I compiled this thread on Twitter, and all of a sudden, it got quite some attention. So here, I'll try to elaborate on the topic a bit more. Maybe it would be helpful for someone trying to make a career decision or just improve general understanding of the most hyped titles in the industry.

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My Choice of Programming Languages

When I was a kid, I used to spend days tinkering with woodworking tools. I was lucky enough to have a wide set of tools at my disposal. However, there was no one around to give me a hint about what tool to use when. So, I quickly came up with a heuristic: if my fingers and a tool survived an exercise, I've used the right tool; if either the fingers or the tool got damaged, I'd try other tools for the same task until I find the right one. And it worked quite well for me! Since then, I'm an apologist of the idea that every tool is good only for a certain set of tasks.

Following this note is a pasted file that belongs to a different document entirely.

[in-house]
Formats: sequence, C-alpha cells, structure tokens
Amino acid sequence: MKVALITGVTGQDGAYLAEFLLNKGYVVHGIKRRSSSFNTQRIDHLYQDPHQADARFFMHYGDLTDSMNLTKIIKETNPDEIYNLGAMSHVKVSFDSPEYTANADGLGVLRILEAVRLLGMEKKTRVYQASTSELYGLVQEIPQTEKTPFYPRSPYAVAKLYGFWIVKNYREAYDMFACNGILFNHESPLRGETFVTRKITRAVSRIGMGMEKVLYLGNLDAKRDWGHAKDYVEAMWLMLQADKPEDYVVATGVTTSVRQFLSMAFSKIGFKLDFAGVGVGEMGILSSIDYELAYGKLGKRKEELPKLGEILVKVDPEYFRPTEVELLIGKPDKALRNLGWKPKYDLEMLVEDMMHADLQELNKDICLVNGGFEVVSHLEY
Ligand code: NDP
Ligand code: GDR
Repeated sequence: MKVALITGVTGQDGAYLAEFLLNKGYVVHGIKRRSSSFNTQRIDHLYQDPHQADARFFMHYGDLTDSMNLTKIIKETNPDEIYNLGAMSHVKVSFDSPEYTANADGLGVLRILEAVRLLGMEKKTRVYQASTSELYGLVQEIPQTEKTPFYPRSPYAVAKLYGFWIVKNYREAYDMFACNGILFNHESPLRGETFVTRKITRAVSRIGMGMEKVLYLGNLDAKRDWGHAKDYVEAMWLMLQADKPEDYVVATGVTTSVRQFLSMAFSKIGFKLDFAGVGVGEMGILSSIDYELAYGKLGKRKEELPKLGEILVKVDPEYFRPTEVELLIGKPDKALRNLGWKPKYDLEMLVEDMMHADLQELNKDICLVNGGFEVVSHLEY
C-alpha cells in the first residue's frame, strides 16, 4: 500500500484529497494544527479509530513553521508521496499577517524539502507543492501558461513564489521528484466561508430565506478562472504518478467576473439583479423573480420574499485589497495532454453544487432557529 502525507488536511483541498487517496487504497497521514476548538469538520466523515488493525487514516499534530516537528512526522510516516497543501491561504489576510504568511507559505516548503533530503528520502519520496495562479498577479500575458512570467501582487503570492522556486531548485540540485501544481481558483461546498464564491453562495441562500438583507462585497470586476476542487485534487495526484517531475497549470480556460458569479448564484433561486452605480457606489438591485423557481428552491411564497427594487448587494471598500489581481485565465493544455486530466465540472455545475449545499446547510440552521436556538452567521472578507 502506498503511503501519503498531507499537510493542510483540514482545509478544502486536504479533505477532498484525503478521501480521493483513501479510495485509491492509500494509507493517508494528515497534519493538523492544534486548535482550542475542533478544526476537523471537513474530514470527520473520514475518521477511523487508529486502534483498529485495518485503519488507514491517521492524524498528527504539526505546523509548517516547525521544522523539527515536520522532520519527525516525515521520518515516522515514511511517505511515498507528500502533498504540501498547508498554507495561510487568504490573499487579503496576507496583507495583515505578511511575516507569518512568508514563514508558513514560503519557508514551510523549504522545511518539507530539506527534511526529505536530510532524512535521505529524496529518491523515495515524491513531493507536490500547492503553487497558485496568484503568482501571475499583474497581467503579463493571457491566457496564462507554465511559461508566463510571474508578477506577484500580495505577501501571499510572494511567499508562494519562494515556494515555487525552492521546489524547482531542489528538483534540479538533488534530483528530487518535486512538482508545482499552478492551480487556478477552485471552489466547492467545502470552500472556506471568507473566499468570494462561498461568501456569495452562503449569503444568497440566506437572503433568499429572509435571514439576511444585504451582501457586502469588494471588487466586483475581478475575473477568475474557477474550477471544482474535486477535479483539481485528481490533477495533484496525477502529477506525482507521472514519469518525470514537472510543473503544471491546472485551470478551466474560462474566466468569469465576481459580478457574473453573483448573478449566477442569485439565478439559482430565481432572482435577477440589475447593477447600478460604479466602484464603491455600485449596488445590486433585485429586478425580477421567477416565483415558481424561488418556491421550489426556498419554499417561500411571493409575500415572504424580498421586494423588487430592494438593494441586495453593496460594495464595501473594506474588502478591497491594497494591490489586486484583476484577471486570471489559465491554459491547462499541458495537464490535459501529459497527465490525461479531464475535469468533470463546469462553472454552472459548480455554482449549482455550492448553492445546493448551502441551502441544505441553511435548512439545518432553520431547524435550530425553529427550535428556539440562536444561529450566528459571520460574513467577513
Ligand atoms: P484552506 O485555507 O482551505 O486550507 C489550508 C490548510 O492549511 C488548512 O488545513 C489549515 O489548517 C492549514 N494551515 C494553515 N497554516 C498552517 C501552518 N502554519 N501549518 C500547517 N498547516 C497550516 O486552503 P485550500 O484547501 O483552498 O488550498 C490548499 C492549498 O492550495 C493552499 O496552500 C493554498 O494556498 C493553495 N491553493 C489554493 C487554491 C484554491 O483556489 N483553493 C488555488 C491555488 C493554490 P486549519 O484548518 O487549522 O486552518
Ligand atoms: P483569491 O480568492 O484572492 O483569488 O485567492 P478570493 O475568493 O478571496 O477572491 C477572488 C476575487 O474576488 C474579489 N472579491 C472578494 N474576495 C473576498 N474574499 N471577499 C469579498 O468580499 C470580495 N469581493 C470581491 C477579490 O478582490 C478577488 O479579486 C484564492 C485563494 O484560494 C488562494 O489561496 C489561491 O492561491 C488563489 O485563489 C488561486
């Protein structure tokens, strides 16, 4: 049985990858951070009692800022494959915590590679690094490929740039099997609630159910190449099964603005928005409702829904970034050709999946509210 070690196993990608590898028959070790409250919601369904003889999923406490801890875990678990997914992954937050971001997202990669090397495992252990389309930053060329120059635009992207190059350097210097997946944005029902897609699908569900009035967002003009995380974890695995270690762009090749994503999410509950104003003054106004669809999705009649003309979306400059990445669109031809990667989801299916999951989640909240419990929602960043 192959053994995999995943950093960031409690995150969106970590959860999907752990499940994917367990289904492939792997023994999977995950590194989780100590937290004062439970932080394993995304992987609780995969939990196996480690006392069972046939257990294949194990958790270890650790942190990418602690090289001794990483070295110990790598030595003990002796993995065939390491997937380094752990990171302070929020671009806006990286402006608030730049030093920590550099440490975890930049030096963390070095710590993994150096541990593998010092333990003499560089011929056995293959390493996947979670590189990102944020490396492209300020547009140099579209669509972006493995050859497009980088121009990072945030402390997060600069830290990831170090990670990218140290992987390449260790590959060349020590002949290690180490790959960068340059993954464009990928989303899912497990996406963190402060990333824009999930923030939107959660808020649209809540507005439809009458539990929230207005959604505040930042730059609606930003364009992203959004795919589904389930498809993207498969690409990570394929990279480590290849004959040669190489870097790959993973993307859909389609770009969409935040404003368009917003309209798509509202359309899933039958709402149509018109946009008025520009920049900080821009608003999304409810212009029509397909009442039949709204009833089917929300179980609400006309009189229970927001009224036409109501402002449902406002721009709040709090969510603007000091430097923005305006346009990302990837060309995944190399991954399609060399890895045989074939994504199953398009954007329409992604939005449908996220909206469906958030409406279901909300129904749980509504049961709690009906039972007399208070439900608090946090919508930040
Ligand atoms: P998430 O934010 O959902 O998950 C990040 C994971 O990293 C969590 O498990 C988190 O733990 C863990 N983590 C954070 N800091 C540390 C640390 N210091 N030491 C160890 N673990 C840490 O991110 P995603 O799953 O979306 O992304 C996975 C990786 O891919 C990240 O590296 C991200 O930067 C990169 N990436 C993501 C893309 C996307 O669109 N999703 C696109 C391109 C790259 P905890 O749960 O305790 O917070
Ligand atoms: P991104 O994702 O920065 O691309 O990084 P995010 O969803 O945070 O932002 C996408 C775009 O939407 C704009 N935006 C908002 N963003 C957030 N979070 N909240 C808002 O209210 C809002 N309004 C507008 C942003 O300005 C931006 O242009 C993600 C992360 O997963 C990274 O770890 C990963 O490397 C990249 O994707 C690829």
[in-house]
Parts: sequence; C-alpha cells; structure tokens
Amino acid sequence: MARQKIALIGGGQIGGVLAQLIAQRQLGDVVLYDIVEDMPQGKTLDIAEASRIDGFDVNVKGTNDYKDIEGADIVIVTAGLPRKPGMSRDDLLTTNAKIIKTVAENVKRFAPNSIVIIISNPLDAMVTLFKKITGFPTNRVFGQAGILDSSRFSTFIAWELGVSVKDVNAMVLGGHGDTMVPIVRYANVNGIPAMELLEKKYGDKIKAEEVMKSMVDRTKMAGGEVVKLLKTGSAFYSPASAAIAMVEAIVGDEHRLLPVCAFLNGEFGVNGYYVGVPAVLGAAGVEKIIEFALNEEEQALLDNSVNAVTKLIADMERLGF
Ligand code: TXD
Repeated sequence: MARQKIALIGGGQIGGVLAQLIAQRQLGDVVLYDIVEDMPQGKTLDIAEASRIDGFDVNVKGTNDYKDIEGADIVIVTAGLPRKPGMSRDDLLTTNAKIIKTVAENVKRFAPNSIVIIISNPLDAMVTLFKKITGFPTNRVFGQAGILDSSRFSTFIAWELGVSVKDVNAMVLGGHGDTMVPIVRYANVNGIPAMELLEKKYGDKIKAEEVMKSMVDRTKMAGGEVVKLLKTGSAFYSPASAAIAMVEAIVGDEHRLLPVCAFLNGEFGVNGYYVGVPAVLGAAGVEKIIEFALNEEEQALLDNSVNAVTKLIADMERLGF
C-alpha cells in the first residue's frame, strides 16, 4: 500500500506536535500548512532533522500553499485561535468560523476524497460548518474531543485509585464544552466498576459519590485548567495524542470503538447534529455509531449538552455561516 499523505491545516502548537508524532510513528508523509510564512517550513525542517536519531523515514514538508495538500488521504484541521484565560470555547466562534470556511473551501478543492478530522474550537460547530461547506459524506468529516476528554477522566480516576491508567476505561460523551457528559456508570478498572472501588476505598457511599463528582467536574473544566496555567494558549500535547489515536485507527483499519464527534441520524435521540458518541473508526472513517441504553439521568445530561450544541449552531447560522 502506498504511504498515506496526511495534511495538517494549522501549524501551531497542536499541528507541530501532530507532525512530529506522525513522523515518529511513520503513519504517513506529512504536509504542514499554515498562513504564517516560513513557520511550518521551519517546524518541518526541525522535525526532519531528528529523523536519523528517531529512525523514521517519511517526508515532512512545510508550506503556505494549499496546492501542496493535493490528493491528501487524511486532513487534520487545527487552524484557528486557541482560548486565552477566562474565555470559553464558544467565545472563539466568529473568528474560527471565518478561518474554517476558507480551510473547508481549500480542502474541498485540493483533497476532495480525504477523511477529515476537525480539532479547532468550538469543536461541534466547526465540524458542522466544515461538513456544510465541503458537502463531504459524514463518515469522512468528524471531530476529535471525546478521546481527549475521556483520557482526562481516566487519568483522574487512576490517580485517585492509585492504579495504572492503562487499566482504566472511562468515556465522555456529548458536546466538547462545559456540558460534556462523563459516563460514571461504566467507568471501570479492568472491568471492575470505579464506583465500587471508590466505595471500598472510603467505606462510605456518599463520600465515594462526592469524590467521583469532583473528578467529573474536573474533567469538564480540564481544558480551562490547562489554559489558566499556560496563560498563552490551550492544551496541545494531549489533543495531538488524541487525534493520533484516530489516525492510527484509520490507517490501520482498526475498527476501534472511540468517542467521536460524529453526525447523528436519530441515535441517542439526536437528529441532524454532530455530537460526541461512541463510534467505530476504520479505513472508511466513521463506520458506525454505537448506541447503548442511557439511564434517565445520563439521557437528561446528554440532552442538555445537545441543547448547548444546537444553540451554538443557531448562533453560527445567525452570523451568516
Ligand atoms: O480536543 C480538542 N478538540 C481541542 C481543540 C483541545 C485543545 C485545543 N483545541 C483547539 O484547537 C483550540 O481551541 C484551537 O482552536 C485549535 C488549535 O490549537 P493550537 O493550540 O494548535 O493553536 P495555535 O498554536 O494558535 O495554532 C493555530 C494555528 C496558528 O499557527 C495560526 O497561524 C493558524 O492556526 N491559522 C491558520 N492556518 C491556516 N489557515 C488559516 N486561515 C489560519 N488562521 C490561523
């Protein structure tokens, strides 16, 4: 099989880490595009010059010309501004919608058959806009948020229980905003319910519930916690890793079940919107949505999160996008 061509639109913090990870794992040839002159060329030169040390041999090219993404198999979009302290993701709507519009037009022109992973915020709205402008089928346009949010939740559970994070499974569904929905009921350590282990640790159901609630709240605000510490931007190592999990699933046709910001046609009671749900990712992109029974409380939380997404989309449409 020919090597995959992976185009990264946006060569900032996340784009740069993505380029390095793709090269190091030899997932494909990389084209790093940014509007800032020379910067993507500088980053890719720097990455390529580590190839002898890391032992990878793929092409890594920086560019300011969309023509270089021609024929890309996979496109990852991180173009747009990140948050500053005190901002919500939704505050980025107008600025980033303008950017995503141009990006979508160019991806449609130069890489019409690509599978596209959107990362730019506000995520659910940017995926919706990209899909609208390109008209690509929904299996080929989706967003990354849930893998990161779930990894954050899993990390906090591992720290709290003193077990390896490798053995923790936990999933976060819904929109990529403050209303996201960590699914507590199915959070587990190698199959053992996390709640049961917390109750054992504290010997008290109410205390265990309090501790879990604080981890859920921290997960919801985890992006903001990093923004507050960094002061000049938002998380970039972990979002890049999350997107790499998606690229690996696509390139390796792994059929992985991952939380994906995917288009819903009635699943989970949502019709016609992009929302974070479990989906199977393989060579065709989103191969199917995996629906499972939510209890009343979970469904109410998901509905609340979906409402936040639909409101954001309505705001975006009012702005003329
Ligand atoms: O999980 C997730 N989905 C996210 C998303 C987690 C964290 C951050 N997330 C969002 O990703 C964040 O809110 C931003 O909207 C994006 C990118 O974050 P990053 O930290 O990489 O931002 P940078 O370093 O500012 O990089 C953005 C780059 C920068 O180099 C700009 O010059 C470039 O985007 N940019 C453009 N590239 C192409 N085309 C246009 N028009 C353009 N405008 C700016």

A programming language is yet another kind of tool. When I became a software developer, I adapted my heuristic to the new reality: if, while solving a task using a certain language, I suffer too much (fingers damage) or I need to hack things more often than not (tool damage), it's a wrong choice of a language.

Since the language is just a tool, my programming toolbox is defined by the tasks I work on the most often. Since 2010, I've worked in many domains, starting from web UI development and ending with writing code for infrastructure components. I find pleasure in being a generalist (jack of all trades), but there is always a pitfall of spreading yourself too thin (master of none). So, for the past few years, I've been trying to limit my sphere of expertise with the server-side, distributed systems, and infrastructure. Hence, the following choice of languages.

Language logos

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Prometheus Cheat Sheet - Basics (Metrics, Labels, Time Series, Scraping)

Here we focus on the most basic Prometheus concepts - metrics, labels, scrapes, and time series.

What is a metric?

In Prometheus, everything revolves around metrics. A metric is a feature (i.e., a characteristic) of a system that is being measured. Typical examples of metrics are:

  • http_requests_total
  • http_request_size_bytes
  • system_memory_used_bytes
  • node_network_receive_bytes_total
Prometheus metrics

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How to learn PromQL with Prometheus Playground